My first job was washing dishes in a kitchen at a place called Ledo Pizza. These twins who worked there had the tape of this new band called Green Day. It was the Lookout! Records early Green Day—Kerplunk! and Slappy Hours—and they played Bad Religion, Operation Ivy, stuff like that. In the kitchen, you got the boombox—exactly the same thing. What were the bands that you were playing? Was it more like Zeppelin, or was it punk?
So it was [the] mid-’90s, and I think there were a few components. One, my stepbrother was a little bit older than me, finishing high school in the late ’80s. So I’d go to the beach with him listening to a lot of new wave, alternative type stuff, which is probably my favorite genre of music—new wave, darkwave, a little bit of post-punk. That’s where I like to live.
Then when I start working in this restaurant, it’s the mid-’90s, so [it was] some more of that poppy punk, a little bit of ska, like Mighty Mighty Bosstones type stuff. Then [there was] a busboy that was working there. He was from Mexico, and he was obsessed with the U.K. He had these Doc Martins with the Union Jack on the toes, and he gave me a copy of “Anarchy In The U.K.” Then the chef was into more current ’90s rock, so more like that Pearl Jam type stuff, a little bit of grunge.
But, as a kid, I learned to play the saxophone, and when I got to high school, I had to make the decision if I wanted to go down the band route or the football route, and it was definitely football. I wasn’t that into it, but I have always enjoyed ’40s jazz, Glenn Miller type stuff. Also, as a kid, my grandfather had a 1977, maybe ’78, Mercedes. When he bought it, it came with a cassette tape of big-band jazz that he would always listen to, so anytime we were with our grandfather, we were always listening to that stuff in the car. We just loved it, my brother and I. So I’m a little all over the place in regards to music, but after the new wave, darkwave [music], it’s definitely ’50s rock ’n’ roll, rockabilly. That’s my jam.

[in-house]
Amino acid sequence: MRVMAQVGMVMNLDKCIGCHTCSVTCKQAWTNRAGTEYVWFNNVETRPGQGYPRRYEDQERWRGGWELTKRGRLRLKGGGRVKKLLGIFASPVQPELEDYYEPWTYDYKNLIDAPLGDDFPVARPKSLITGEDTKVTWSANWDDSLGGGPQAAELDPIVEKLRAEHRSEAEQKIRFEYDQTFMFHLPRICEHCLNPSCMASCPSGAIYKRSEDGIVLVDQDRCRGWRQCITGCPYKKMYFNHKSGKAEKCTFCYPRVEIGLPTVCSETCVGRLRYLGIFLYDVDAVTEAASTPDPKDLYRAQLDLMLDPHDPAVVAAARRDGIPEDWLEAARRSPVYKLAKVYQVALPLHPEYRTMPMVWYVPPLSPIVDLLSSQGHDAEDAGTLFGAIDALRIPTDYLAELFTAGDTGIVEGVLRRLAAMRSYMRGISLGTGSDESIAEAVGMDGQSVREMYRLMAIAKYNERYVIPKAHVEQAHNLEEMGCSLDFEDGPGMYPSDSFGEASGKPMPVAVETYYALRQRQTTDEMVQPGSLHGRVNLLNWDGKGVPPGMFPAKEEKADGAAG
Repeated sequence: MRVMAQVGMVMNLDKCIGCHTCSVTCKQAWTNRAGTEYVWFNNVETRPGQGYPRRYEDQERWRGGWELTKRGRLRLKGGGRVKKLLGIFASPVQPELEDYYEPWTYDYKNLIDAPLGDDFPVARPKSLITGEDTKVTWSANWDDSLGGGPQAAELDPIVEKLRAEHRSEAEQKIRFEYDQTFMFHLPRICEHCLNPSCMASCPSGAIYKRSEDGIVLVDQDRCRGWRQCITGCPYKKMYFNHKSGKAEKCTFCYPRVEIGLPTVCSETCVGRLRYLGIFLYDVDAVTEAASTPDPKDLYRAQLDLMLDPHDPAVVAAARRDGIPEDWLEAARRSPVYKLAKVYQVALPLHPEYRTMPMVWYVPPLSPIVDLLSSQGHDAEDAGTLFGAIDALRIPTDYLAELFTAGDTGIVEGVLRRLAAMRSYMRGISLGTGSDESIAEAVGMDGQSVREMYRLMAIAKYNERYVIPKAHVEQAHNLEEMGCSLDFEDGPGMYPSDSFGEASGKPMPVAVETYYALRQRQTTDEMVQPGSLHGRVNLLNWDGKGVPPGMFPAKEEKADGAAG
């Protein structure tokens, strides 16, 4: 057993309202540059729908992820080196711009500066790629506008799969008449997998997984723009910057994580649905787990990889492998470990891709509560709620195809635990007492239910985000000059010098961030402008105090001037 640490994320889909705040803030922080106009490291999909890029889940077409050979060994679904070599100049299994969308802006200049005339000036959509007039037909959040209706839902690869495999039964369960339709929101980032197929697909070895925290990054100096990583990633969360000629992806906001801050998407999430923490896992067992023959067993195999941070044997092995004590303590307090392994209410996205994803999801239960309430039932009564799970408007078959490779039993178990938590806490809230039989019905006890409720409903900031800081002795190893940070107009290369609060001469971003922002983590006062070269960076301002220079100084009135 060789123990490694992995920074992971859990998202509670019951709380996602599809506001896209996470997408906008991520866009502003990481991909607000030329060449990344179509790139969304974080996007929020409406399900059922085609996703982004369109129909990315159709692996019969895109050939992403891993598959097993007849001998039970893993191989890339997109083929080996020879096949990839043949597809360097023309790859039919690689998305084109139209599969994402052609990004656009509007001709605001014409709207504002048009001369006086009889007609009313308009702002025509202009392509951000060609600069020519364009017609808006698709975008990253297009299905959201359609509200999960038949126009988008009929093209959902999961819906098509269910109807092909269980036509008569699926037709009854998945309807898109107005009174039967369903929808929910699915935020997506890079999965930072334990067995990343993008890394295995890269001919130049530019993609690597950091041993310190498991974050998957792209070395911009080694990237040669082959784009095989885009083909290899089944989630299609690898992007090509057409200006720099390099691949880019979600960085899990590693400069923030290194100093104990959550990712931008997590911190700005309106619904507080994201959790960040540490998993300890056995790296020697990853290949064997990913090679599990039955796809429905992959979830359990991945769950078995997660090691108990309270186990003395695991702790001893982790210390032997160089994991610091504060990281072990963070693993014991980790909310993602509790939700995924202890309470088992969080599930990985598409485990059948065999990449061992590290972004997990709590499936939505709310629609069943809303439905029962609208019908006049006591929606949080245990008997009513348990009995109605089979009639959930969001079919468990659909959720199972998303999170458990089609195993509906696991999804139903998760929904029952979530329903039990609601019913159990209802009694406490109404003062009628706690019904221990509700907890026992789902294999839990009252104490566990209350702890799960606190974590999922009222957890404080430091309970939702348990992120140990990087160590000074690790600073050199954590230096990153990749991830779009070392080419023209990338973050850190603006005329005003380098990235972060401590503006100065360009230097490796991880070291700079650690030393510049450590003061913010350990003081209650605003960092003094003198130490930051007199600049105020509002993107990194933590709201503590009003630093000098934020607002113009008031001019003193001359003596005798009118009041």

Taco Vega doesn’t feel like substitution food. It feels more like innovation food. What would you suggest if I’m coming in there and I’m not the biggest plant-based head?
I always tell people for tacos, if it’s your first time, grab an asada, grab a Baja taco, grab a poblano. That covers your meat, that covers your fish and that covers a cheesy vegetable dish. Those are the things that most meat-eaters gravitate to. I’m just trying to provide things that are familiar to omnivores—familiar textures, familiar flavors. That’s your key. That’s what gets an omnivore to eat plant-based, so those are my three go-to tacos for a first-timer.
With the menu, it was inspired by growing up in San Diego. I’m not trying to force health food down people’s throats. You can get asada fries and nachos, which a lot of the kids off the street love to do. All the tacos are pretty clean, same as the burritos. But you can also get more nutrient-dense stuff in the bowls, and you have plenty of options. I think that just gives it a nice balance for everyone out there to come and try it.
I think at the end of the day, I just want to provide a place that’s a better food choice. Whether you want to eat plant-based because you want to feel better with your own health or you’re eating plant-based for the sustainability of the planet, it provides a solution, which I think is really important, especially in the world today.
This interview appeared in issue 398, available here.